Letters between the Queen and the governor-general who dismissed Gough Whitlam should be released, the High Court has ruled in a landmark decision.
The judgment handed down on Friday comes after a legal battle by historian Jenny Hocking, who says keeping them secret only fuels public distrust.
The so-called palace letters between Buckingham Palace and Sir John Kerr about the time of the 1975 dismissal had been deemed personal communications by the National Archives of Australia and the Federal Court.
Ms Hocking believes the letters could hold important information about Australia’s history.
“It’s about our history, it’s about our knowledge of our history, but it’s also about having control over our own national archival resources,” she told the ABC’s 7:30 report.
“These are really important historical letters that are held in our own national archives … the Queen can see those letters but we can’t.”
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Alongside the Queen’s letters and copies of the letters sent by Sir John, the National Archives also holds telegrams and attachments such as newspaper clippings, exchanged between August 15, 1974, and December 5, 1977.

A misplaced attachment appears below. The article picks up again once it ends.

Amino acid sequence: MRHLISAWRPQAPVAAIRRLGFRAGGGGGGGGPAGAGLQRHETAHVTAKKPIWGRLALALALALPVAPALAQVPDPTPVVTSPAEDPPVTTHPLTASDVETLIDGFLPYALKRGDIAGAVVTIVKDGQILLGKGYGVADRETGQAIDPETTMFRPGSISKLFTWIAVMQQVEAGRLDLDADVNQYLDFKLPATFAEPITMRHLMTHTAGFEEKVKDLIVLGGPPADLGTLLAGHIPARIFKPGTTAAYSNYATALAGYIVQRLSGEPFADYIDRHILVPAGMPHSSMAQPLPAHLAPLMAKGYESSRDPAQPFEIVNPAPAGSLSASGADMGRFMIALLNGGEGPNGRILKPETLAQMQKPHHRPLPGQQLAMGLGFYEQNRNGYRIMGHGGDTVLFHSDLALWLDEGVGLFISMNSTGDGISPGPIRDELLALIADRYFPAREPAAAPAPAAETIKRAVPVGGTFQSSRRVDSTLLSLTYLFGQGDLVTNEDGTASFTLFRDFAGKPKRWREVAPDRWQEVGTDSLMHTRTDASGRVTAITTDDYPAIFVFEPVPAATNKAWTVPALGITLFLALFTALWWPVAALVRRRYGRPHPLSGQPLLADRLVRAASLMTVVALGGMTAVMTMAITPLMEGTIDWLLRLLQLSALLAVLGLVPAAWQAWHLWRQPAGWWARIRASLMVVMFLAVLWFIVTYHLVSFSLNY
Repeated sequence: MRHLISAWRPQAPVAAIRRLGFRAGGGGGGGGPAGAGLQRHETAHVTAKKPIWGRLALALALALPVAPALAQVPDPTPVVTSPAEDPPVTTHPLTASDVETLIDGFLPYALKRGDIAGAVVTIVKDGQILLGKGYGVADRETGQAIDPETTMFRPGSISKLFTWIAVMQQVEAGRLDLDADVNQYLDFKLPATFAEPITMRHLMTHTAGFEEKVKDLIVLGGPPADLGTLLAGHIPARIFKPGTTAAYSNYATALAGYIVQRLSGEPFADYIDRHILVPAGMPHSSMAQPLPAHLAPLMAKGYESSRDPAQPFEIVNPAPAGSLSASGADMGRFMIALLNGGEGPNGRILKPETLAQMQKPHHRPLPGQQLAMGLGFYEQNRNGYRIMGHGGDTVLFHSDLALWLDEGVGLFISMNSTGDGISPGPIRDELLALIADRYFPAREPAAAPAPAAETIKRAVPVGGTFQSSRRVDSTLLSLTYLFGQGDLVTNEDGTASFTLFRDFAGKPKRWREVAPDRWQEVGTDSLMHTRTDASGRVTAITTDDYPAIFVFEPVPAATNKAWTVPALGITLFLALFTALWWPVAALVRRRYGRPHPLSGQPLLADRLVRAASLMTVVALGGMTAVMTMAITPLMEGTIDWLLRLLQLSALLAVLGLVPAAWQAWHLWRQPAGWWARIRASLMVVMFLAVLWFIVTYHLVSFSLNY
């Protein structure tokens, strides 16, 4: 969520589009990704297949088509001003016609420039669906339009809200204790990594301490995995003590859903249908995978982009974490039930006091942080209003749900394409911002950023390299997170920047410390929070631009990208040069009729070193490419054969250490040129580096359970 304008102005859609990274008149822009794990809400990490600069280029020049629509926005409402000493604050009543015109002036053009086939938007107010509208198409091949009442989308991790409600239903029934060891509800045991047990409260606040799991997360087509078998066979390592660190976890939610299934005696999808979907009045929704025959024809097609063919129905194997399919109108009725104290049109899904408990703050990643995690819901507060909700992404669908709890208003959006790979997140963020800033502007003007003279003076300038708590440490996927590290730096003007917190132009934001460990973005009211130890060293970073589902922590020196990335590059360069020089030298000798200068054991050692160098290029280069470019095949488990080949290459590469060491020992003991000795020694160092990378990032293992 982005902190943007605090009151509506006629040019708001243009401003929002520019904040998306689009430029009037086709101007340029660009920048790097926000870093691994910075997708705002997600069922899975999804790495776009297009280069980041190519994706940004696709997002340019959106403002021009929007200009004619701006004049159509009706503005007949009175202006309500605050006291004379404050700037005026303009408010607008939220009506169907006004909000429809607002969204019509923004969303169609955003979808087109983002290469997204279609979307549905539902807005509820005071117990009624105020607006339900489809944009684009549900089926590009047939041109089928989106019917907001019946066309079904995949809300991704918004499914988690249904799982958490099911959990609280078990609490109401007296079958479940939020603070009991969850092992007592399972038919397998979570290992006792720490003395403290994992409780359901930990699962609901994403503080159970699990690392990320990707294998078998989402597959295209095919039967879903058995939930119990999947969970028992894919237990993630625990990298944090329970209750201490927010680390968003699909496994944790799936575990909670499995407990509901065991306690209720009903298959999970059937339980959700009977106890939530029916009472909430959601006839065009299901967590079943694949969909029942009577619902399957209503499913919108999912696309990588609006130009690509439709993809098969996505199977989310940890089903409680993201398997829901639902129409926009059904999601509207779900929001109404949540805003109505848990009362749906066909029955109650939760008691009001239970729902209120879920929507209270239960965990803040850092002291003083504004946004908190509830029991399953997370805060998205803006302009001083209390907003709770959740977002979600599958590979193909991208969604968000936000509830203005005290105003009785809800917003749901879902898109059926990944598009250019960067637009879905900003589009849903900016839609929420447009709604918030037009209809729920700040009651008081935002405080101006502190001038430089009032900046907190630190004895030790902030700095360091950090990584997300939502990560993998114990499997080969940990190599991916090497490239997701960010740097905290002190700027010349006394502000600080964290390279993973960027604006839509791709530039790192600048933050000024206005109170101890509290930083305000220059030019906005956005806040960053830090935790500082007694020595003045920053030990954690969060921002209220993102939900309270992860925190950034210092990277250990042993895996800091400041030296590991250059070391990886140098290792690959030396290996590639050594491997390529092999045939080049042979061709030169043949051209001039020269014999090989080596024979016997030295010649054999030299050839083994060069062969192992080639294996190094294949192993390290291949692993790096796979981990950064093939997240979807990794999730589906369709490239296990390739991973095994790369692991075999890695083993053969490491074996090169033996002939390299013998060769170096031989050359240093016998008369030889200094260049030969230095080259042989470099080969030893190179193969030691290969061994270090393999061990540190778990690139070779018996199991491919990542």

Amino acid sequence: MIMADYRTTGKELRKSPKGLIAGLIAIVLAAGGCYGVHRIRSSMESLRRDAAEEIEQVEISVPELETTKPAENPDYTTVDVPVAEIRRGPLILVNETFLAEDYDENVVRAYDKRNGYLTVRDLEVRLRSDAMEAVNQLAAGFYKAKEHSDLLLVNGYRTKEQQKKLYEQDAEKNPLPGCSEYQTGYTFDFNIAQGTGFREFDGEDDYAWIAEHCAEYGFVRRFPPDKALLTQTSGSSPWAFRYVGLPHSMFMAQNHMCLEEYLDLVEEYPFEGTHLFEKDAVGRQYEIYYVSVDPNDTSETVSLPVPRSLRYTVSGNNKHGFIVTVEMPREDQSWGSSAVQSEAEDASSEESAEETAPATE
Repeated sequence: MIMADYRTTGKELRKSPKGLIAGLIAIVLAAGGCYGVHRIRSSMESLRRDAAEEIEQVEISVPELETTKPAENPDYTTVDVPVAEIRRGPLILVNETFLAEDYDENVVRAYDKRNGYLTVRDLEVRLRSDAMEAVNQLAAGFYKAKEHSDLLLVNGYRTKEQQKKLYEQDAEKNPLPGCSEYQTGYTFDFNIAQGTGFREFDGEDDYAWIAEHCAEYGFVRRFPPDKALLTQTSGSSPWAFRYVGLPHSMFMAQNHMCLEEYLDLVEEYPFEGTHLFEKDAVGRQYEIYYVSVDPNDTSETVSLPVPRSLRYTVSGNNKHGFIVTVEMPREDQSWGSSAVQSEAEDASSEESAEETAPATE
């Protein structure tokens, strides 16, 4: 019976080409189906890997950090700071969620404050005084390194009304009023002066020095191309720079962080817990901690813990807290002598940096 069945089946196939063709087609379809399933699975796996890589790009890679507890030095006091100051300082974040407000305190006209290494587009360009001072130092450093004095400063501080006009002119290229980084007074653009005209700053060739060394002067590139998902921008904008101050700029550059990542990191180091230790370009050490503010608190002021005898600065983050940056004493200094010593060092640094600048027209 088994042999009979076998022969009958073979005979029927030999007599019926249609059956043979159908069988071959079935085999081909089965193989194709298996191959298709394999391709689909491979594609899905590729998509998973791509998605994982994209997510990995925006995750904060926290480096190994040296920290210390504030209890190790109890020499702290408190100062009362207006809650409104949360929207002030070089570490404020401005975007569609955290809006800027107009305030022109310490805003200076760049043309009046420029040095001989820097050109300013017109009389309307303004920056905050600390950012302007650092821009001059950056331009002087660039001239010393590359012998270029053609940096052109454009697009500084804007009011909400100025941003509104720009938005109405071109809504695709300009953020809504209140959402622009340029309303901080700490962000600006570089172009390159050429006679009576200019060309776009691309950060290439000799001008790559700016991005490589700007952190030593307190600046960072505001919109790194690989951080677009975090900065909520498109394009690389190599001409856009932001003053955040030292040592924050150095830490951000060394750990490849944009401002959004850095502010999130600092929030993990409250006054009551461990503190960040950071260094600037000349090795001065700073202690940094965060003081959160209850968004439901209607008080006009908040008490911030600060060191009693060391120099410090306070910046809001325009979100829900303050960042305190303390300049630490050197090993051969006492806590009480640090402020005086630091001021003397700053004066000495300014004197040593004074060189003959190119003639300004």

The material was deposited in 1978, after Sir John left the office, by Sir David Smith, the official secretary to the governor-general.
The letters were due for release 12 years ago, but because they had been marked as “private” correspondence rather than “Commonwealth records”, they were not covered by the rules binding Commonwealth documents.
The court has ordered the archives to reconsider Professor Hocking’s request to access the letters, and pay her legal costs.
“A ‘Commonwealth record’ within the care of the archives must be made available for public access once the record is within the ‘open access period’,” the judgment from Chief Justice Susan Kiefel and Justices Virginia Bell, Stephen Gageler and Patrick Keane says.
In the case of the letters, that period is 31 years after creation, meaning they should have become public in 2006.
Professor Hocking expected the archives to immediately release the documents.
“I would be horrified if they did (deny access) given the four-year legal case,” she said in Melbourne.
“Even cabinet records, the most confidential records of government, are released after 20 years. Unless it has the Queen’s medical details in it, you would expect them to be released.”